There once was a sculptor working hard with his hammer and chisel on a large block of marble. A little boy who was watching him saw nothing more than large and small pieces of stone falling away left and right. He had no idea what was happening. But when the boy returned to the studio a few weeks later, he saw, to his great surprise, a large, powerful lion sitting in the place where the marble block had stood. With much excitement the boy ran to the sculptor and asked, ‘Sir, tell me, how did you know that there was a beautiful lion in the marble?’
We all carry a beautiful lion within us. Most of us are unaware of the lion’s presence because no one told us he was there, and anyway he is asleep. One of the tasks of the priest is to remind us of the precious image inside us. This work is ‘the ministry of beauty’. Made as we are in God’s image, the priest asks why, in spite of the perennial distortion of that image, we are all not daily delighted at the wonderful creation we carry in our hearts. He asks why we are not moved by our own inner splendour, by the bright divinity that makes us sons and daughters of God. There is a deep joy in revealing to people their own beauty, in discovering for them their royal lineages. It is difficult to imagine a more delightful work. . . .
The priest is dedicated to revealing to people the angel they unknowingly carrying within. Irenaeus was talking about beauty when he said that ‘the glory of God was the fully alive human being’. So was Saint Paul when he reminded us that ‘our unveiled faces reflect like mirrors the brightness of the Lord, growing brighter and brighter as we are turned into the image that we reflect.’ (2 Corinthians 3 : 18) And in the most wonderful words, Thomas Aquinas assures us that, ‘God is beauty itself, beautifying all things. God puts into creatures, along with a kind of sheen, a reflection of God’s own luminous ray, which is the fountain of all light.’ (De Divinis Nominibus , n.340) We are born for beauty. We hunger for it all our lives. It nourishes us; It delights us; it fills us with good energy. And above all it is such a healing thing.
In its most profound meaning the priest believes that it is only beauty that will save the world. He is aware of the urgent need to recover our lost sense of this necessary grace. We are well tutored in the virtues of goodness and truth. But without their sister, beauty, that blasted trinity remains unbalanced. Today our parishioners are held to ransom by a counterfeit attraction, intensely and relentlessly imprinted into our subconscious minds, and beguiling the souls of young and old. Our preaching of the beautiful Word will help people discern the false from the true, empowering them with the knowledge of their own creativity, their dignity and their glory. We all sorely need to be reminded about how pleased God is with us, how good we are, how extravagantly precious we are in God’s eyes. We need to be told each Sunday about how beautiful we are – our hands for healing, our eyes for smiling, our words for redeeming, our bodies for loving, our hearts for intimacy, our souls for vision.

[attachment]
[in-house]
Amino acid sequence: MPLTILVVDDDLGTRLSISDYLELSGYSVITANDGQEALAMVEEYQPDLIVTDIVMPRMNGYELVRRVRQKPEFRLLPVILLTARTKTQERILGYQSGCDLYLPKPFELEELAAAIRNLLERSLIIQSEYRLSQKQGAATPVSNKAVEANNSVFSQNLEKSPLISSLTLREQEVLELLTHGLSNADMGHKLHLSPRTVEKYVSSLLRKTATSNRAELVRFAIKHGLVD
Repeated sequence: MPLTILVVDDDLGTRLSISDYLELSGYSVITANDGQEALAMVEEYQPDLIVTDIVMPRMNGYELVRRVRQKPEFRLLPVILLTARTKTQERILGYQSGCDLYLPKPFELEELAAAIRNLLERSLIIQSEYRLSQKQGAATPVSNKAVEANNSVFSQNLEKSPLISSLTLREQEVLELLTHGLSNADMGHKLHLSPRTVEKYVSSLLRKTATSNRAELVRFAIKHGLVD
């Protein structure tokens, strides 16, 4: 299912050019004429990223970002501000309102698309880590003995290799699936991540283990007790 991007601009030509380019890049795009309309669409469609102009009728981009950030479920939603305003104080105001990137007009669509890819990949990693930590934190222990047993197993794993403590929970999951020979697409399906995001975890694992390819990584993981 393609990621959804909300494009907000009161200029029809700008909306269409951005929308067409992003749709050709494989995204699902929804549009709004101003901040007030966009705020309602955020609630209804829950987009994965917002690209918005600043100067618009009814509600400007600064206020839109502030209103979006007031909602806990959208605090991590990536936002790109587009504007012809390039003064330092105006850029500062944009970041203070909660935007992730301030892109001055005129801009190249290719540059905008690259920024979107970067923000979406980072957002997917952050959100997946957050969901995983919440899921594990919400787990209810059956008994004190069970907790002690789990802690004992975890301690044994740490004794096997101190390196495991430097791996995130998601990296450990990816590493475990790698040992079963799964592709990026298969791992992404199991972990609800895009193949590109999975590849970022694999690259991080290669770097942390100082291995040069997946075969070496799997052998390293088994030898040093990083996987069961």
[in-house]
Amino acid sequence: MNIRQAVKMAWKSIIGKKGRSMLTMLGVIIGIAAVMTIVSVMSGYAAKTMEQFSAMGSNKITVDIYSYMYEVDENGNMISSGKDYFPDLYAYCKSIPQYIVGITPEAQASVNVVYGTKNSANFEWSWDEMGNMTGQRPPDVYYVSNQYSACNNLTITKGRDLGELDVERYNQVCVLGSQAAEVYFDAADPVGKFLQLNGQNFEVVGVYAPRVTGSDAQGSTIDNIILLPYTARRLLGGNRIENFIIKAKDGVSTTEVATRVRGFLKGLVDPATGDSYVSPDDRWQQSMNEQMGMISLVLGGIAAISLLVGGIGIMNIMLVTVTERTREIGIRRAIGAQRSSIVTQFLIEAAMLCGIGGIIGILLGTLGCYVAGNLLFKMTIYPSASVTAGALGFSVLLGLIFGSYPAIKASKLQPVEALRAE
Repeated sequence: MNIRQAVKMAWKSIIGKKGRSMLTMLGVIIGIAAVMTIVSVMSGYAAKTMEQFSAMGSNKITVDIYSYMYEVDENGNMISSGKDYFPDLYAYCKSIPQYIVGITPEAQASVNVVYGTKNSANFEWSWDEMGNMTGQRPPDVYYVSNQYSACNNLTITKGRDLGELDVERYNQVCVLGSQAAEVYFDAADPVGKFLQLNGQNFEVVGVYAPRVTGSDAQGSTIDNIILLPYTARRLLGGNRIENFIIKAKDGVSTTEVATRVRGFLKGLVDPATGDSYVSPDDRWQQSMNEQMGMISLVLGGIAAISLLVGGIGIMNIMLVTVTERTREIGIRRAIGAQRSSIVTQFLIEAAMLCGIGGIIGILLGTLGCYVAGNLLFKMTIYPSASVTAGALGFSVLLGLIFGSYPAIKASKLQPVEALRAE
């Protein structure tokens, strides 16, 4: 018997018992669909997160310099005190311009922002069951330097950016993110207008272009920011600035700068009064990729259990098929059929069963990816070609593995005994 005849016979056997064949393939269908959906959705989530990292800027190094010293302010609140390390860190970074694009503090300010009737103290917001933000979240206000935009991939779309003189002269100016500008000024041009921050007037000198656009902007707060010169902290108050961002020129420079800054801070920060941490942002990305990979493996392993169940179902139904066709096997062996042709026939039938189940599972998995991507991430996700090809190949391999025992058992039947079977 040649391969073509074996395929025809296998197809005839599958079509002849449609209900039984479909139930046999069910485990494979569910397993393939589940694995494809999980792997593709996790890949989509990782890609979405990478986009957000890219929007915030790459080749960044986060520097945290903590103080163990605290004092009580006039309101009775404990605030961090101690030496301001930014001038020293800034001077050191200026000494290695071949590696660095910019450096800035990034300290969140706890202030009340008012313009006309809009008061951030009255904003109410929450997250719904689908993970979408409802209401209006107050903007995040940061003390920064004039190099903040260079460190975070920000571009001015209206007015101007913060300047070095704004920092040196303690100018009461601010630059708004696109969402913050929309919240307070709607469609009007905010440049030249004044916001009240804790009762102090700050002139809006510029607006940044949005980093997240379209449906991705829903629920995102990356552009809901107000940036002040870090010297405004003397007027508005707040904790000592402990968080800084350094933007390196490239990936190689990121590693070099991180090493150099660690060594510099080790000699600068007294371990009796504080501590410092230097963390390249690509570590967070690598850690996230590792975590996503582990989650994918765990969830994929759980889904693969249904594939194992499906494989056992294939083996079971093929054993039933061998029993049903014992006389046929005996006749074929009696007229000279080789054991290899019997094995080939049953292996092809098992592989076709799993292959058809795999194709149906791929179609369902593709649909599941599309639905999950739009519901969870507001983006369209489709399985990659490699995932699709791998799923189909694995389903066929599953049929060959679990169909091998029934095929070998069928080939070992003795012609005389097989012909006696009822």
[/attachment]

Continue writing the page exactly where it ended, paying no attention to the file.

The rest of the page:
As the priest explores with his people the mystery of the incarnation and the wider meaning of the Eucharistic celebration, a sense of utter wonder overwhelms the human heart and mind. God was delighted to become a human being and to stay intimately involved with humanity in bread and wine. And within each of us is the capacity to bring God forth as Mary and Jesus did. Our bodies, too, are temples of the Holy Spirit. This makes them beautiful beyond compare, to be reverenced and cherished. The task of the priest is to convince the people of God that this is so. They carry within them gods dream. We empower each other to make that dream a reality. . . .
We are not called to be superman or wonder-woman, to be ever-perfect, to be always sinless: we are called to be faithful. Neither are we called to do extraordinary things in extraordinary ways, but to do the little things well. This is what Mother Teresa meant when she spoke about doing ‘something beautiful for God’ each day. If beauty, then, has something to do with a never-ending sequence of small beginnings, if it is ‘the product of honest attention to the particular’ then we have many small epiphanies of beauty in the daily life of our parishes.
(New Hearts for New Models, pp 44-50)
In ‘New Hearts for New Models’, Daniel uses images to help us understand the kind of priestly service needed in our time. Each of us is called, through baptism, to be priest, prophet and servant-king to one another. Although written primarily for priests, hopefully these images will help us all.